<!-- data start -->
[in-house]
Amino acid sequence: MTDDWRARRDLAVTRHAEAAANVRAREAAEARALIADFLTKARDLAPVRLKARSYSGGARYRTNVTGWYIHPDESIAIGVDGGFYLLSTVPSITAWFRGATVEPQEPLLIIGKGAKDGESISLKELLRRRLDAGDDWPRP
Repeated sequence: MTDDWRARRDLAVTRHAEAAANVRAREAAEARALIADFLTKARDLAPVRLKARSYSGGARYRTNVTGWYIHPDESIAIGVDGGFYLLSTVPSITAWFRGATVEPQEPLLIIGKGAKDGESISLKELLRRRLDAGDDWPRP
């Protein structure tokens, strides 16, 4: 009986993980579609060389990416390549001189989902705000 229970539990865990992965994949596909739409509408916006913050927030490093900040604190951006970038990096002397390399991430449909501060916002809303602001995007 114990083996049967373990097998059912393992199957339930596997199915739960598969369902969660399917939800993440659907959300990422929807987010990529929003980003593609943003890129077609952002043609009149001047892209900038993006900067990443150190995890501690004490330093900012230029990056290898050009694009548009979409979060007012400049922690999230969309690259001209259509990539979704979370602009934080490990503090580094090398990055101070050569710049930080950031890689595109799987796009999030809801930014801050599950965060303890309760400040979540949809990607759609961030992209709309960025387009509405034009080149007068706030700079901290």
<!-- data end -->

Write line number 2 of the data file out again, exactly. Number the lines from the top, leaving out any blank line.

Amino acid sequence: MTDDWRARRDLAVTRHAEAAANVRAREAAEARALIADFLTKARDLAPVRLKARSYSGGARYRTNVTGWYIHPDESIAIGVDGGFYLLSTVPSITAWFRGATVEPQEPLLIIGKGAKDGESISLKELLRRRLDAGDDWPRP